“Majesty compressed himself to join to our dust the best thing he had, which is himself. God and dust, majesty and weakness, utter lowliness and utter sublimity were united in a single person. Nothing is more sublime than God, nothing is lower than dust–and yet God descended into dust with great condescension and dust ascended into God with great honor, so that whatever God did in it, the dust is believed to have done, and whatever is the dust bore, God is said to have borne in it by a mystery as ineffable as it is incomprehensible.” Bernard of Clairvaux, “On the Eve of the Lord’s Birth, Sermon Three” in Sermons for Advent and the Christmas Season (Kalamazoo: Cistercian, 2007), p. 66.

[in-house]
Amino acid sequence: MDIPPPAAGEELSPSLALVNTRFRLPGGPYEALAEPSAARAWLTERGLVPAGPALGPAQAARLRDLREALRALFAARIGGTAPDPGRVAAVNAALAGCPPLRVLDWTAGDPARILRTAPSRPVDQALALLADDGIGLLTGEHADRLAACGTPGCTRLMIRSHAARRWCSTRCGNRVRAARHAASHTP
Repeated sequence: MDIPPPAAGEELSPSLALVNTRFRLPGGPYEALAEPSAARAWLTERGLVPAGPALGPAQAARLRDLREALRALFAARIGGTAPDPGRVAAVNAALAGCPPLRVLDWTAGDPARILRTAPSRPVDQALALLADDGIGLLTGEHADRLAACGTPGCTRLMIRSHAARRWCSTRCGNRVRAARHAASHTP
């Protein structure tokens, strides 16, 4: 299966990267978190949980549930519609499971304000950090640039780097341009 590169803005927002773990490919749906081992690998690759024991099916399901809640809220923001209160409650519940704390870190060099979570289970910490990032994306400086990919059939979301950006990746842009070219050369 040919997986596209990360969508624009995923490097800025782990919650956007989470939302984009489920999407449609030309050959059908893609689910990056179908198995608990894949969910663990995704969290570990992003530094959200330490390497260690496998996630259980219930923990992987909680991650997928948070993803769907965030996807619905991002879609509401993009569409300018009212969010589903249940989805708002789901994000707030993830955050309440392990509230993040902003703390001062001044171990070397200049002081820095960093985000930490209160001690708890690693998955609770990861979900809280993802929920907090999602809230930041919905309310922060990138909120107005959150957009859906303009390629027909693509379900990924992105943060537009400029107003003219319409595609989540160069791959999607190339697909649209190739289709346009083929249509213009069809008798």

Bernard of Clairvaux, the famous twelfth-century Cistercian preacher, describes the Incarnation of Christ as the union of God and dust. God descends into the dust of humanity to redeem the dust itself. Notice, the dust ascended into God and received credit for whatever God-in-dust did. Previous to this section Bernard described how God created human beings from the dust of the ground then endowed them with sensation and reason.